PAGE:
Movie theater box office with blue neon lights

There are so many good-looking movies coming out this month that your wallet will thank you for a quiet night in on the couch. The festive season always brings with it the best movies because studios and distributors all live under this strange believe that releasing them all at once will work. Instead we get seven months of the year full of dreck and cinematic abominations — and then they wonder why an acclaimed biopic of Steve Jobs starring Michael Fassbender and written by Aaron Sorkin only barely makes more than the very unacclaimed biopic of Steve Jobs starring Ashton Kutcher. The answer is because it came out at the same time as about seven other acclaimed movies.

Krampus (December 4)

Horror comedies are rarely any good, but especially those themed about the holiday season. They’re either not scary or not funny, and isn’t it the point that they’re both? Otherwise you’re just a comedy with blood or a scary movie with flat punch lines. And given this new Christmas-themed horror with gags, Krampus, is rated PG-13, you can pretty much guarantee it won’t be doing much worthwhile of either. If you want some Santa mayhem, then why not just watch Silent Night, Deadly Night (1984) and embrace that ridiculous ‘80s-ness of it all instead? The 1980s were a time where it was okay to be cheap and nasty, remember. You’ll likely have a much better time, and at least at home you can have some drinks and enjoy it in all of its mad lunacy.

Silent Night, Deadly Night is available to stream on Showtime and to rent on iTunes, Vudu and Sony.

In the Heart of the Sea (December 11)

Is there any director more worthy of a shrug than Ron Howard? He is so incredibly beige that even a large-scale prestige adventure tale with Chris Hemsworth, like this one can’t muster much of enthusiasm. There’s a reason most of his movies are based on true stories – he doesn’t have much of an imagination! His latest purports to be a true to life version of Moby Dick, but since no good adaptation of Moby Dick have ever been made you can get your seafaring entertaining from either of the Mutiny on the Bounty adaptations. The 1935 version features Charles Laughton and Clark Gable while the 1962 version has Marlon Brando and Richard Harris. Take your pick, really,since  both are big Oscar-nominated renditions of the famous story.

The Mutiny on the Bounty (1935) is available to rent on iTunes, Vudu and Sony.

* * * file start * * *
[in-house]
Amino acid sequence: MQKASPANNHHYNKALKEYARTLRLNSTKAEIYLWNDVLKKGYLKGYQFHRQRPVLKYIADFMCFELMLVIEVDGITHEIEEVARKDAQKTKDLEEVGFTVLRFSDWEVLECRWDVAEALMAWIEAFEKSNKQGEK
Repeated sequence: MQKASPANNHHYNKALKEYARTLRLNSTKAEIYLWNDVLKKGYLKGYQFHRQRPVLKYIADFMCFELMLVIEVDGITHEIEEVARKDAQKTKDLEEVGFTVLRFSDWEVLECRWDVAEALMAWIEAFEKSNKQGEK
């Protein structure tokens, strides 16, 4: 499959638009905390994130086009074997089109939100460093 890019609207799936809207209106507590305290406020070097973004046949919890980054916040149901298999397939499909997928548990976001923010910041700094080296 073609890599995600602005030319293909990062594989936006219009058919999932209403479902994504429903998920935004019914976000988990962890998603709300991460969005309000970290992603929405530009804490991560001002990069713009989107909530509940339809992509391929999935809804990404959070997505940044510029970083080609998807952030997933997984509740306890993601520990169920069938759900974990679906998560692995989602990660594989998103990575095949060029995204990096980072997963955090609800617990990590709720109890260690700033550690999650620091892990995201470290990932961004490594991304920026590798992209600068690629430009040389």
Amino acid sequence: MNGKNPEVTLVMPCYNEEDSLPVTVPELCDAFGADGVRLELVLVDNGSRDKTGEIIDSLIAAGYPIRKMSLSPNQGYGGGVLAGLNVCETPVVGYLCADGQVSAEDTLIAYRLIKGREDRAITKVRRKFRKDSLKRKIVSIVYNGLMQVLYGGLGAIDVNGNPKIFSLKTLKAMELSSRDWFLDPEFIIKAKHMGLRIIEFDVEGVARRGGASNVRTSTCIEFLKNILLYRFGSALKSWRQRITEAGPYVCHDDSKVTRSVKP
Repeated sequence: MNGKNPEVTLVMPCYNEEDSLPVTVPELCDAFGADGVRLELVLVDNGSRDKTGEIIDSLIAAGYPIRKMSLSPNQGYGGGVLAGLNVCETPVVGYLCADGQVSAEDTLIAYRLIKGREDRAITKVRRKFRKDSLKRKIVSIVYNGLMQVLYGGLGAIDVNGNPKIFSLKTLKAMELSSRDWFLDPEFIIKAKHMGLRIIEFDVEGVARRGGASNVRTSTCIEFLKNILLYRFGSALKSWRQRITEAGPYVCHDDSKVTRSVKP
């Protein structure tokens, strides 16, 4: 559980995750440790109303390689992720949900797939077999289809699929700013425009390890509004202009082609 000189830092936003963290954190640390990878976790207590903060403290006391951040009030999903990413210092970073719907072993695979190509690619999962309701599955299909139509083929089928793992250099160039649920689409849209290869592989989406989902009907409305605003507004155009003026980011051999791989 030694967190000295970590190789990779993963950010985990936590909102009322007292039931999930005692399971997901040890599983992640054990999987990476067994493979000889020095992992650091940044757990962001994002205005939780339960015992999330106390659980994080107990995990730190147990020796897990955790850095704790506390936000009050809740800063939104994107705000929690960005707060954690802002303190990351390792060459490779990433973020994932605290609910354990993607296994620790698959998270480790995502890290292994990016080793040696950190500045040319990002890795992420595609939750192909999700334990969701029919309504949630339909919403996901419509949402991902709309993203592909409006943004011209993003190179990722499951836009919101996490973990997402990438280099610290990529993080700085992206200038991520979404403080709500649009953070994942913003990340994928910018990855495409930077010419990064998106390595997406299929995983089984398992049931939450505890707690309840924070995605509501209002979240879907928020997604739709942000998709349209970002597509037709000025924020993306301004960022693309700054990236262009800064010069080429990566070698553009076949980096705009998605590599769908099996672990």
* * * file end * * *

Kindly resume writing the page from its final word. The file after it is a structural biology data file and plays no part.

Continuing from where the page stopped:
The Mutiny on the Bounty (1962) is available to rent on iTunes and Vudu.

The Big Short (December 11)

You get Christian Bale, Steve Carell, Ryan Gosling, and Brad Pitt in a film together and you would think you’d get magic, right? Well, The Big Short comes from director Adam McKay, who is hardly known for his prestige status, and early reviews have been nonplussed. Plus it’s set in the rather dry world of the housing bubble collapse of the early 2000s and the men who go after the big banks as a result of it. It’s a shame that the super-interesting 99 Homes with Andrew Garfield, Michael Shannon, and Laura Dern won’t be out to stream until February, because it takes the same period and turns it into a slow-burn moral thriller. Instead, watch the extraordinary Oscar-winning documentary Inside Man and get a view of the corrupt banks that is scarier than any horror movie you’ve ever seen. Plus, you won’t be distracted by all the wigs!

Inside Job is available to be streamed on iTunes, Vudu and Sony.

Star Wars: Episode VII – The Force Awakens (December 18)

Just kidding. You’re going to watch this one no matter how good or bad it is, aren’t you? Although I would just like to point out that opening this same day is Son of Saul, an acclaimed Hungarian drama that has been hailed as one of the greatest films about WWII ever made. The Venn diagram of cinemas showing that and Star Wars will feature no crossover, I’m sure, but you’ve been told.

Daddy’s Home (December 25)

God dammit! There’s at least one every year; a terrible-looking Will Ferrell “comedy” where he and a co-star (in this case Mark Wahlberg, together again after The Other Guys — one of these very films I am describing) are forced together and must do battle for supremacy. Like all of those earlier films, I assume Ferrell and Wahlberg’s characters will eventually get along and learn to understand one another while laughing all the way to the bank for having stolen the money of so many gullible audience members. Daddy’s Home is opening the same day as Quentin Tarantino’s The Hateful Eight and David O. Russell’s Joy, and there are also thousands of movies available to stream across all sorts of platforms. If you can’t find anything better to watch than this then that’s a shame. Truly, watch anything but this. Like this video of Ferrell presenting at the Golden Globe Awards with Kristen Wiig. It’s funnier than any movie he’s done in a decade.

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